When practicing intermittent fasting, you have to decide on the timing and length of your intermittent fasting window. Beginners should start with a short fasting time, and extended fasting times are beneficial for weight loss. The timing of the fasting window mainly depends on personal preferences.
When you start with intermittent fasting, the first step is to find the right fasting window.
The right fasting window is very personal. One intermittent fasting window is not better than another. Most important is that the fasting window fits your lifestyle, goals, and personal preferences.
In this article, we talk about finding the right intermittent fasting window for you.
When choosing your fasting window, you have to consider two aspects:
You may have heard of different intermittent fasting methods. 16/8 intermittent fasting is the most popular, but there are many more. 14/10, 18/6, One Meal A Day (OMAD), Alternate Day Fasting (ADF), and 5:2 fasting are other examples.
The intermittent fasting method determines the length of the fasting window. With 16/8 fasting, the fasting window is 16 hours per day, with 14/10, you fast for 14 hours, and with 18/6, you’re fasting for 18 hours. When practicing OMAD, you eat only one meal per day and fast for the rest of the day.
With ADF and 5:2, you fast for entire days multiple times per week.
You can learn more about different intermittent fasting methods in a separate article.
So what method, i.e., what fasting length is right for you?
This depends on many factors, such as:
For most people, fasting experience and how much weight they have to lose are the most important factors.
If you have no fasting experience at all, you should start your intermittent fasting journey with short fasting intervals. 12-hour overnight fasts, 14/10 and 16/8, are beginner-friendly intermittent fasting methods.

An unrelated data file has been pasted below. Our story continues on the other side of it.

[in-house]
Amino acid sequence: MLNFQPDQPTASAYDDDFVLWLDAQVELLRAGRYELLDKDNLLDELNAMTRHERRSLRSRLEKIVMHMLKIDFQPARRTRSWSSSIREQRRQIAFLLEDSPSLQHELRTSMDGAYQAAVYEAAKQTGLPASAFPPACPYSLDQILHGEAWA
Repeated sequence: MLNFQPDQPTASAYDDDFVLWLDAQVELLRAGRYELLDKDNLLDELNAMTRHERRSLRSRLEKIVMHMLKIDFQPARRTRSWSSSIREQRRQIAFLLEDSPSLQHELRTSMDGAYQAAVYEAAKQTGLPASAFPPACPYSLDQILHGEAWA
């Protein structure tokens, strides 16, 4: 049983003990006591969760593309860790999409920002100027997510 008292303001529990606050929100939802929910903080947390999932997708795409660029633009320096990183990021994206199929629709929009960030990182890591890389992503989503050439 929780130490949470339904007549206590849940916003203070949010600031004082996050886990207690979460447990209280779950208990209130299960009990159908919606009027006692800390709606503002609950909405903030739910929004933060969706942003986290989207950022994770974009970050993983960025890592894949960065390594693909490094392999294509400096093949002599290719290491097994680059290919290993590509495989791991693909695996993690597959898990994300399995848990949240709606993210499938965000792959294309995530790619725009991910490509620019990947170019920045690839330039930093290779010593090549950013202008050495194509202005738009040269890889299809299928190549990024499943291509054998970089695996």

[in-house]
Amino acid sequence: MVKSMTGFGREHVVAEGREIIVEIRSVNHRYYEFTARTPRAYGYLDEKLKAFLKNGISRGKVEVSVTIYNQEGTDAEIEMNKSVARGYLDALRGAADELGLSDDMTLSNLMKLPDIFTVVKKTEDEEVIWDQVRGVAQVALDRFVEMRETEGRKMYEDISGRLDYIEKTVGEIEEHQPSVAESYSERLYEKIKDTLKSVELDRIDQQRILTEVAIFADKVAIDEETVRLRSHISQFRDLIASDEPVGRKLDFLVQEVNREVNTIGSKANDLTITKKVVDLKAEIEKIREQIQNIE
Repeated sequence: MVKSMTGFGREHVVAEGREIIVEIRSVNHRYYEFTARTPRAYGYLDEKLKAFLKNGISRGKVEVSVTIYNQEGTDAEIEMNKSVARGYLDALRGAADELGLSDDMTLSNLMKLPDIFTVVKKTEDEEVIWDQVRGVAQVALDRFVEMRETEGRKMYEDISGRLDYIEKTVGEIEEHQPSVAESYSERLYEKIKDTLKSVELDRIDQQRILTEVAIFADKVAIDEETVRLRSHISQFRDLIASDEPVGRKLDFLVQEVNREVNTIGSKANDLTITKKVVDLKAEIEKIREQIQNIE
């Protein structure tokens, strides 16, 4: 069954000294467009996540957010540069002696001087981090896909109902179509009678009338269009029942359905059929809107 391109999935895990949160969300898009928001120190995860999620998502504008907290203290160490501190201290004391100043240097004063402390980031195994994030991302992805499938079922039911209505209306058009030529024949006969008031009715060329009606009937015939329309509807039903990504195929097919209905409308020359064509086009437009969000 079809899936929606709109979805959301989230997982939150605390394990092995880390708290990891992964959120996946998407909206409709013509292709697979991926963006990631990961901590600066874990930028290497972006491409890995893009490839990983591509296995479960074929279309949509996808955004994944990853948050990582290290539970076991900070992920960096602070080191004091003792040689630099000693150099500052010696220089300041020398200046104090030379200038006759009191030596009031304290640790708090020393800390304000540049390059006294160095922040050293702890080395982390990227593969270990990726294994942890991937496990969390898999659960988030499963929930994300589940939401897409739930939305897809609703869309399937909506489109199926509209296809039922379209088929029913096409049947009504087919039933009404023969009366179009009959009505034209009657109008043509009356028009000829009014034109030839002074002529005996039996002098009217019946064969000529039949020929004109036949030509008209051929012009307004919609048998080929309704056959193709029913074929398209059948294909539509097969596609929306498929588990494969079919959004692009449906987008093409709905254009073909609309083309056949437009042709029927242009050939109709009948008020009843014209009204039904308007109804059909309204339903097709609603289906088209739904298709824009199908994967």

18/6 fasting and OMAD are quite advanced methods. You can try them when you’ve been practicing intermittent fasting for a while, and you feel like you could easily fast for longer.
ADF and 5:2 are very advanced methods. With ADF, you eat every other day (ADF), and with 5:2, you fast for two entire (non-consecutive) days per week. You should only give them a try when you have a profound intermittent fasting experience. You should also consult your GP before you start with ADF or 5:2 fasting.
Many people start with intermittent fasting because they want to lose weight. Intermittent fasting is indeed a very powerful weight loss tool.
But you don’t have to lose weight with intermittent fasting. In fact, intermittent fasting provides many health benefits beyond weight loss (2). For this reason, many lean people practice these eating habits.
The more weight you have to lose, the longer you should fast. If you are lean and have only a couple of pounds to lose at maximum, it is recommended to opt for a method with short fasting intervals. 12-hour overnight fasting, 14/10 and 16/8, are ideal in that case.